“CMT was defined as the average thickness at the intersection of the six radial scans. CME was defined on OCT morphologically as appearance of cystoid spaces with intervening septae and abnormal foveal contour, with or without subretinal fluid in addition to a CMT value above normal limits for population,” Arora said.

Each patient’s fellow eye served as a control, and OCT measurements were taken preoperatively.

Results

CMT was found to increase at day 1 and then gradually decrease until at 2 months it reached a level slightly higher than the preop level. A positive statistically significant correlation was found between preop CMT and the CMT values at the various follow-up intervals. No correlation was found between preop or postop best corrected visual acuity and CMT value.

Only one patient developed CME, Arora said. This patient’s CMT increased from 178 µm preoperatively to 245 µm at 2 months — a 26.5% increase, compared to the average 4% increase in other eyes. The diagnosis of CME was confirmed on OCT by the morphological appearance of cystoid spaces with intervening septae and distorted foveal contour.

“CME presents a variable incidence in the literature. The 1% incidence in our study is in the lowest range,” Arora said. “However, we postulated that phaco, even when uncomplicated, may have an impact on the healthy retina. This could be attributed to factors such as intraoperative photostress due to the microscope light, intraoperative changes of the ocular pressure caused by surge or to the ultrasound energy delivered. Inflammation induced by the surgical trauma, with increased release of VEGF and interleukin-6, may be involved. Vitreous tractions following removal of the lens could also contribute.”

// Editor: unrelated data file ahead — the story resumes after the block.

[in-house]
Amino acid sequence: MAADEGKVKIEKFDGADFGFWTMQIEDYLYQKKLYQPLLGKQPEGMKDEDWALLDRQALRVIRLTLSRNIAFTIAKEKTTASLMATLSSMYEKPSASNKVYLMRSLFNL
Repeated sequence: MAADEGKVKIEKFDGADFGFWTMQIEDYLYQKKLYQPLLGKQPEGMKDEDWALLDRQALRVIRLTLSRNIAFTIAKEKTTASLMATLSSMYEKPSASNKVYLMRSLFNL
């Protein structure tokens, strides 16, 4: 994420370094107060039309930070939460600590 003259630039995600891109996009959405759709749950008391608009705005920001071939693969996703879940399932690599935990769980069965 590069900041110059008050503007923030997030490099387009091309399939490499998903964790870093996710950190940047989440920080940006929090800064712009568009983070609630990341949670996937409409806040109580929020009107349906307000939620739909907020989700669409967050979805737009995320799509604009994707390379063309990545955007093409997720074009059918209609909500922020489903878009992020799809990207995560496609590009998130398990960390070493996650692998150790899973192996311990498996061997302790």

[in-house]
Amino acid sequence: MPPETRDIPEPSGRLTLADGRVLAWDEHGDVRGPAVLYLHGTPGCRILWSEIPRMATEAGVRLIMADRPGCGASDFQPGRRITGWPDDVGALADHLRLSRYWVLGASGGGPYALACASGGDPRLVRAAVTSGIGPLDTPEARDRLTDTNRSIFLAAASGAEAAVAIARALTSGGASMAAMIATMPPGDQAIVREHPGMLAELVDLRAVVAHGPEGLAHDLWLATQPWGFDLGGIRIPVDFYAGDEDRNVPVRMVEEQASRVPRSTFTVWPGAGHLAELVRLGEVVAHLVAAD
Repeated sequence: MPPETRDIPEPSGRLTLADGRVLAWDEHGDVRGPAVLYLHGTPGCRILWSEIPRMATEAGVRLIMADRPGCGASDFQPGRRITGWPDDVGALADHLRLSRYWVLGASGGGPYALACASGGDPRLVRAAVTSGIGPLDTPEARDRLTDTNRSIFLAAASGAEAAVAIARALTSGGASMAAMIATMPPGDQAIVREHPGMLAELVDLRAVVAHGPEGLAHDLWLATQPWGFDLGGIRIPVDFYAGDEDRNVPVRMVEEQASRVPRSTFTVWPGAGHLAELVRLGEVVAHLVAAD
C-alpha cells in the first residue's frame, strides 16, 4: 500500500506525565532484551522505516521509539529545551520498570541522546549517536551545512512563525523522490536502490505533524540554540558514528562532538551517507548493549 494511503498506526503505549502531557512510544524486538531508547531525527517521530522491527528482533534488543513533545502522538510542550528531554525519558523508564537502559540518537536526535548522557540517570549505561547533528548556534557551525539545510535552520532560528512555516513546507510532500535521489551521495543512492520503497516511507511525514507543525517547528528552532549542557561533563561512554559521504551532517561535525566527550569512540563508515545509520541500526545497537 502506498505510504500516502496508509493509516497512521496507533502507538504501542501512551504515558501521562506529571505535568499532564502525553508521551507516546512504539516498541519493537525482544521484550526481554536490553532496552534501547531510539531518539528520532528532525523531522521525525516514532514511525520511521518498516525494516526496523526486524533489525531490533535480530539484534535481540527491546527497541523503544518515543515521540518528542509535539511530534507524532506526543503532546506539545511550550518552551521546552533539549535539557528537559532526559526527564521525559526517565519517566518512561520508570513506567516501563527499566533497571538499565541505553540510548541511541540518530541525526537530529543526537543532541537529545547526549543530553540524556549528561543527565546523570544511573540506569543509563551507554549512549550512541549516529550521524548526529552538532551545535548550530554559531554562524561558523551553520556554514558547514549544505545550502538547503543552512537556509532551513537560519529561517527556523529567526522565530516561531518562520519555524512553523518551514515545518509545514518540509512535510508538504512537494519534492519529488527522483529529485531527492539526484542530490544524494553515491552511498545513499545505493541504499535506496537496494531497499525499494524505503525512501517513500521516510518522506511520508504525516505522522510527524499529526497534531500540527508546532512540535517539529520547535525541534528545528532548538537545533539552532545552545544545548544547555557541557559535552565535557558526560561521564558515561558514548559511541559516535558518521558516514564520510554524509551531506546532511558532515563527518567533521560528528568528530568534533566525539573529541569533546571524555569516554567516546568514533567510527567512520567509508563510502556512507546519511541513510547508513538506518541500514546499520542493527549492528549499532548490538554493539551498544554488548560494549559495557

Arora also hypothesized that whatever causes the development of postop CME may also lead to a subclinical increase in central macular thickness and volume.

“What makes the response of some patients degenerate into pathology and become CME is yet unknown, and we need further studies,” she said.

OCT monitoring of the anatomical changes occurring in the retina after surgery could be a key factor in future studies. – by Michela Cimberle

  • Surbhi Arora, MD, can be reached at B-309, Lok Vihar, Pitampura, New Delhi, DL 11003, India; email: surbhishahi1981@yahoo.co.in.
  • Disclosure: Arora has no relevant financial disclosures.